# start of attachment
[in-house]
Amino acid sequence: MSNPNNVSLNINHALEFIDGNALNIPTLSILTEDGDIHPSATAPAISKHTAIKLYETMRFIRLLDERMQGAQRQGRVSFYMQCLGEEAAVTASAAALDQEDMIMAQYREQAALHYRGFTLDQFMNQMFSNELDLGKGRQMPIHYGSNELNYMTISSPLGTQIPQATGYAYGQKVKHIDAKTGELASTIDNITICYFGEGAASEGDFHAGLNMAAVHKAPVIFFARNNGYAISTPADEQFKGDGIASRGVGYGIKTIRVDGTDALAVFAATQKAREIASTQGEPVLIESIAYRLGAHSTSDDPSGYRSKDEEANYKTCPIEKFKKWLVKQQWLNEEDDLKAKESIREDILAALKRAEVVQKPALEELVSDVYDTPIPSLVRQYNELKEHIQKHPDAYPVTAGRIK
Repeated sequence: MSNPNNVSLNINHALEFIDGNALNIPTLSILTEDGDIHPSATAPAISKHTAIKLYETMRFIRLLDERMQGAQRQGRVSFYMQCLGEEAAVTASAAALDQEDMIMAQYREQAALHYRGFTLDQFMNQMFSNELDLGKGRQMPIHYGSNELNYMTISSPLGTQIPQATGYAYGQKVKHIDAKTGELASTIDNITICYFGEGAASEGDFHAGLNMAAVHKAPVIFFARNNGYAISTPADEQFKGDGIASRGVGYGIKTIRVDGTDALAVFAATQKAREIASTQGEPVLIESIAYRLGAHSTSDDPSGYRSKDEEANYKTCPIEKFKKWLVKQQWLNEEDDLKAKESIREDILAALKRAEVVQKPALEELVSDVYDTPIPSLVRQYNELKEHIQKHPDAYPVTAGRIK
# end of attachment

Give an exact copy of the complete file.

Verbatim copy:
[in-house]
Amino acid sequence: MSNPNNVSLNINHALEFIDGNALNIPTLSILTEDGDIHPSATAPAISKHTAIKLYETMRFIRLLDERMQGAQRQGRVSFYMQCLGEEAAVTASAAALDQEDMIMAQYREQAALHYRGFTLDQFMNQMFSNELDLGKGRQMPIHYGSNELNYMTISSPLGTQIPQATGYAYGQKVKHIDAKTGELASTIDNITICYFGEGAASEGDFHAGLNMAAVHKAPVIFFARNNGYAISTPADEQFKGDGIASRGVGYGIKTIRVDGTDALAVFAATQKAREIASTQGEPVLIESIAYRLGAHSTSDDPSGYRSKDEEANYKTCPIEKFKKWLVKQQWLNEEDDLKAKESIREDILAALKRAEVVQKPALEELVSDVYDTPIPSLVRQYNELKEHIQKHPDAYPVTAGRIK
Repeated sequence: MSNPNNVSLNINHALEFIDGNALNIPTLSILTEDGDIHPSATAPAISKHTAIKLYETMRFIRLLDERMQGAQRQGRVSFYMQCLGEEAAVTASAAALDQEDMIMAQYREQAALHYRGFTLDQFMNQMFSNELDLGKGRQMPIHYGSNELNYMTISSPLGTQIPQATGYAYGQKVKHIDAKTGELASTIDNITICYFGEGAASEGDFHAGLNMAAVHKAPVIFFARNNGYAISTPADEQFKGDGIASRGVGYGIKTIRVDGTDALAVFAATQKAREIASTQGEPVLIESIAYRLGAHSTSDDPSGYRSKDEEANYKTCPIEKFKKWLVKQQWLNEEDDLKAKESIREDILAALKRAEVVQKPALEELVSDVYDTPIPSLVRQYNELKEHIQKHPDAYPVTAGRIK